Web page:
We’re accustomed to the doom-and-gloom prophecies of Israel’s chronic water shortage and how the thirst of the growing population of a country that is over 50% desert is going to crash and burn one day in the future. So it came as a shock to the system to hear Machiavellian German hydrogeologist, Clemens Messerschmid insist that, “Israel has plenty of water for everyone.”
Apparently Jerusalem has more rainfall each year than Berlin and the Palestinian city of Ramallah, 20 minutes drive north of Jerusalem, is wetter than Paris. In an interview with Ha’aretz he takes aim at what he calls the “myths and misconceptions” of water in Israel. “The periodic water crisis here, every five or ten years, it a virtual one. It’s man-made. Israeli allows itself to waste vast amounts of water and water resources, especially for agriculture,” says Messerschmid, who has been working in Israel and the West Bank for the past 11 years.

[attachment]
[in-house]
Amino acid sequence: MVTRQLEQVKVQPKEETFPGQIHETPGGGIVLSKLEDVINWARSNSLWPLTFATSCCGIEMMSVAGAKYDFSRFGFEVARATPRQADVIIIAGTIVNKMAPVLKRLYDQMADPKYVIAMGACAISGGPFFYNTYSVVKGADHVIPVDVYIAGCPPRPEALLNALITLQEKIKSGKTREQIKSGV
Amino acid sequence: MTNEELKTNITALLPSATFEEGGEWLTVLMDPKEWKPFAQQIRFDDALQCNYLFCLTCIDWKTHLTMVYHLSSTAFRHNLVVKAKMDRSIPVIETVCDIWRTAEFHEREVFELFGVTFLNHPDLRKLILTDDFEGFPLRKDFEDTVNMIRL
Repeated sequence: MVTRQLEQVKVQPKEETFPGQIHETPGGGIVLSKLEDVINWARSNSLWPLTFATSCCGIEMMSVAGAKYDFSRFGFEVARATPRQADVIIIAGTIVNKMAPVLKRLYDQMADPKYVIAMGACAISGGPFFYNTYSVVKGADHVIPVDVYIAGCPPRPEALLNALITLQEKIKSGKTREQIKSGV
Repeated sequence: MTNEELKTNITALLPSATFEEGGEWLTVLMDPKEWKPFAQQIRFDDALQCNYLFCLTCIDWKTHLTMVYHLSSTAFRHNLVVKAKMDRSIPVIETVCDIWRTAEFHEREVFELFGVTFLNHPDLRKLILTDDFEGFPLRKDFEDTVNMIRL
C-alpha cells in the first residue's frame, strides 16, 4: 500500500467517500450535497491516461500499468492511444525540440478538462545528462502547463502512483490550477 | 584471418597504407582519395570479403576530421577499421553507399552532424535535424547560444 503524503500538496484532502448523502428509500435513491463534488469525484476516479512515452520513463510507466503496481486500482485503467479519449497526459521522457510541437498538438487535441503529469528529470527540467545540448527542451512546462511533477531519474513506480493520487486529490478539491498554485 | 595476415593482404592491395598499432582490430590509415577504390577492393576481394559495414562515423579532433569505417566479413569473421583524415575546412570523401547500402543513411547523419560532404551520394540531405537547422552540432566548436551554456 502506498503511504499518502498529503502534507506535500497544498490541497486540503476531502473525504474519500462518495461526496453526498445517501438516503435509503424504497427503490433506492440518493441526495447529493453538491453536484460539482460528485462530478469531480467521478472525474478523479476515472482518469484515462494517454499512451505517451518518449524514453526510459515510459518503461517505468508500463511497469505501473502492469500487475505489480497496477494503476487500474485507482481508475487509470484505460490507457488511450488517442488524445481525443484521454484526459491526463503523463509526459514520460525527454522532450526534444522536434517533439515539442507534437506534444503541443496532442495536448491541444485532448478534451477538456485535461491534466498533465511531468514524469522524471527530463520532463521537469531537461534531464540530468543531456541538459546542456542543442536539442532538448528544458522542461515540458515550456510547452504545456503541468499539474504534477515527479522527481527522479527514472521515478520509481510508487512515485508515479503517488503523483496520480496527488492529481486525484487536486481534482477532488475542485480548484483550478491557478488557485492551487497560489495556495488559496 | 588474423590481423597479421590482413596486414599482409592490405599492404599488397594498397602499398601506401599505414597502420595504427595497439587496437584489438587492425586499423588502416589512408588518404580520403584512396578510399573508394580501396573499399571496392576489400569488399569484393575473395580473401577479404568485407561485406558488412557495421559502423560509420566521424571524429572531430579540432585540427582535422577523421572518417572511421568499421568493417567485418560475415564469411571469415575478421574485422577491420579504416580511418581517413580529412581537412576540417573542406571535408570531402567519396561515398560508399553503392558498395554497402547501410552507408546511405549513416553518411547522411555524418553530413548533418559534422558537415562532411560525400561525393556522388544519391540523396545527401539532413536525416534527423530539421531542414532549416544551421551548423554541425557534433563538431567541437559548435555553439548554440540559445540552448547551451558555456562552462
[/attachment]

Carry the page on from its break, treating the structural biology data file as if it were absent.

Perhaps unsurprisingly, the Israeli Water Authority doesn’t exactly see eye-to-eye with Messerschmid. “Israel runs its water economy efficiently. The shortage of water encourage technological developments for more efficient use of water in agriculture, industry and the home, and waste-water is recycled and used in agriculture,” they say. “The solution to the water problem in the region is to be found in the creation of new water sources, i.e., by the desalination of sea water and the recycling of wastewater.”
However, Messerschmid pours scorn on ‘technical fixes’ like desalination which makes salty water palatable: “I view the desalination here, and everywhere else in the world, as a great absurdity: It’s crazy to use non-renewable resource that were created millions of years ago in order to manufacture the most mobile element in the universe – water.” His solution? “A fair distribution of the water and a change in Israeli consumption patterns.” Oy vey…